For the estimated 14.5 million diagnosed prevalent cases of asthma in the United States, there are multiple prescription therapies that are available for treating the associated symptoms. The National Heart, Lung, and Blood Institute (NHLBI) guidelines recommend a step-up treatment paradigm that begins with short-acting beta2 agonists [SABAs] for use as needed (i.e., rescue therapy) in patients with mild disease. Patients with moderate persistent asthma should receive maintenance therapies in addition to rescue medications. Maintenance therapies include inhaled corticosteroids [ICSs], the mainstay of treatment, long-acting beta2 agonist [LABA] /ICSs, and leukotriene antagonists; patients with severe asthma receive combination therapy. Using national patient-level claims data, this report analyzes physician adherence to the treatment guidelines by exploring the use of key therapies in the newly diagnosed and recently treated asthma patient populations. Considering newly diagnosed patients, the report provides a quantitative analysis of treatment patterns and share by line of therapy, as well as progression between lines, duration of treatment on each line, and use of concomitant treatment. With respect to recently treated patients, the report quantifies a drug’s source of business compared with its competitors and details which drugs precede others through an analysis of add-versus-switch patterns. Additional analyses explore persistency and compliance by brand.
Questions Answered in This Report:
- Newly diagnosed patients: Approximately 41% of asthma patients begin treatment with a key therapy within a year of their initial diagnosis. What percentage of these patients progress to a second- or third-line drug within the first year? Which products capture the most patient share in the first, second, and third lines of treatment? How often is combination therapy used in each line of therapy?
- Recently treated patients: Consistent with historical treatment patterns, the leukotriene antagonist class continues to capture the majority of recently treated patient prescriptions. Which specific drugs garner the most patient share for recently treated asthma patients? When do patients progress from one therapy to the next in asthma, and how does this pattern differ among key drugs? Are most recently treated patients with each key brand coming from new (adds/switches) or continuing business?
- Pathways to key therapies: Longitudinal claims data reveal relatively consistent use patterns of key therapies among recently treated patients; use of LABA/ICSs and leukotriene antagonists increases in the later lines of therapy. Which therapies have experienced market growth or decline over the key therapy periods studied? To what extent are key therapies prescribed concomitantly to recently treated patients? What has been the impact of recently approved drugs for Asthma?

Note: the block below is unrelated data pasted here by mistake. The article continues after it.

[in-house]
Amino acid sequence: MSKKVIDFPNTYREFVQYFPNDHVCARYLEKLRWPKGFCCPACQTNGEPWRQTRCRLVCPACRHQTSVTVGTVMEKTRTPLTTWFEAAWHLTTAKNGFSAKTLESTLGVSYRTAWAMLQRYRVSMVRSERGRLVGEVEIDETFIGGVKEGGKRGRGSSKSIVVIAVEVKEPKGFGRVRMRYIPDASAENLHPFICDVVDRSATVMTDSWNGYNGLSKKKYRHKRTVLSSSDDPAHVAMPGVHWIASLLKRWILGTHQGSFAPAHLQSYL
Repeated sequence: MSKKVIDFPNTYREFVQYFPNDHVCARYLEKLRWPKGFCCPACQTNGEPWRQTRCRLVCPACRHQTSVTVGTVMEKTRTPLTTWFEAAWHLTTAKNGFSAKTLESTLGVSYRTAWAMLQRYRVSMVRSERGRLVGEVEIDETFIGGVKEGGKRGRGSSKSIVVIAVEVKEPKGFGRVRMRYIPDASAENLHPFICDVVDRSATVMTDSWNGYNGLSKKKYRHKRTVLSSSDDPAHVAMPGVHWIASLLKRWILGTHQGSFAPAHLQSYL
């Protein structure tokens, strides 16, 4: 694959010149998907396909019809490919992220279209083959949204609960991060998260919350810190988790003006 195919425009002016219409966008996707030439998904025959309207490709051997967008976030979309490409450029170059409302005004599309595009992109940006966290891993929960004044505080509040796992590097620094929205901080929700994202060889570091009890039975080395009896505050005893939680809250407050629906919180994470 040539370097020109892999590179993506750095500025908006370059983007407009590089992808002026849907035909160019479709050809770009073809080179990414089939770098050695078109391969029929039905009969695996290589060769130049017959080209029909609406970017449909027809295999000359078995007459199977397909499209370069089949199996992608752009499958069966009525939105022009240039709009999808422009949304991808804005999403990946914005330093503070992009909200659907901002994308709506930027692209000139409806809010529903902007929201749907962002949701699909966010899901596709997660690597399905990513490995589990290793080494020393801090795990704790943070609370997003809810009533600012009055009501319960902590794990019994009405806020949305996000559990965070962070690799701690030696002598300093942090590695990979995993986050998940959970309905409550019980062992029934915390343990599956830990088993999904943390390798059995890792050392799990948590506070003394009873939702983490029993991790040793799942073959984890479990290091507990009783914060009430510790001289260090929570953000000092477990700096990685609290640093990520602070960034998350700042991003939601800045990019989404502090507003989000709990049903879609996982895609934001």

Primary patient-level data: This report provides quantitative findings from our analysis of data covering approximately 40 million lives and provides the most representative sample of U.S. treatment practice for Medicare and commercially insured patients. This report is delivered as a key findings slide deck and a dashboard that can be accessed using the Internet and presents claims that are between 6-12 months old at time of publication.
Patient Sample: Patients who are continuously enrolled for the complete two-year study period must meet the following condition: at least two claims with a diagnosis code for asthma (International Classification of Diseases, Ninth Revision [ICD-9] diagnostic codes 493.00, 493.01, 493.02, 493.10, 493.11, 493.12, 493.81, 493.82, 493.90, 493.91, and 493.92) during the study period.
Quantified lines of therapy analyses show exact share of each agent in each line of therapy, including rate of progression between lines and length of time patients are on each line.
Newly diagnosed patients:
- Patient share by drug class and key products across three lines of therapy, within one year of diagnosis.
- Patient flowcharts through one year of treatment for all first-line products, including progression rates and add/switch behavior.
- Polypharmacy and key concomitant therapies by line of therapy.
- Quarterly trending of patient share by line of therapy.
Recently treated patients:
- Quarterly snapshot of patient share by drug class and key products.
- Pathway to key therapy flowcharts tracking the preceding therapy patterns for all key therapies, including add/switch behavior.
- Brand source of business including share for continuing, new (switches/adds), and new (initial therapy) business.
- Polypharmacy and key concomitant therapies.
- Drug persistence and compliance.
- Quarterly trends in patient share for all key therapies.
Eun-Jin Yang, Ph.D.